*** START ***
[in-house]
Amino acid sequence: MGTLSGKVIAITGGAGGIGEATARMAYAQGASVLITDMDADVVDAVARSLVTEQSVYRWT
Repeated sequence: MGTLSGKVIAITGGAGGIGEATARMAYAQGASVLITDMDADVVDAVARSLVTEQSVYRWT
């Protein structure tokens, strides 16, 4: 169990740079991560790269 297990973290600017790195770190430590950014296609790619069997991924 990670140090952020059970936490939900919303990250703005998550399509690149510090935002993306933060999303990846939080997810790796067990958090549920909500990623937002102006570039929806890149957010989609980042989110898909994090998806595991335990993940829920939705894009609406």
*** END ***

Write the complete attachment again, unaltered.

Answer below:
[in-house]
Amino acid sequence: MGTLSGKVIAITGGAGGIGEATARMAYAQGASVLITDMDADVVDAVARSLVTEQSVYRWT
Repeated sequence: MGTLSGKVIAITGGAGGIGEATARMAYAQGASVLITDMDADVVDAVARSLVTEQSVYRWT
């Protein structure tokens, strides 16, 4: 169990740079991560790269 297990973290600017790195770190430590950014296609790619069997991924 990670140090952020059970936490939900919303990250703005998550399509690149510090935002993306933060999303990846939080997810790796067990958090549920909500990623937002102006570039929806890149957010989609980042989110898909994090998806595991335990993940829920939705894009609406």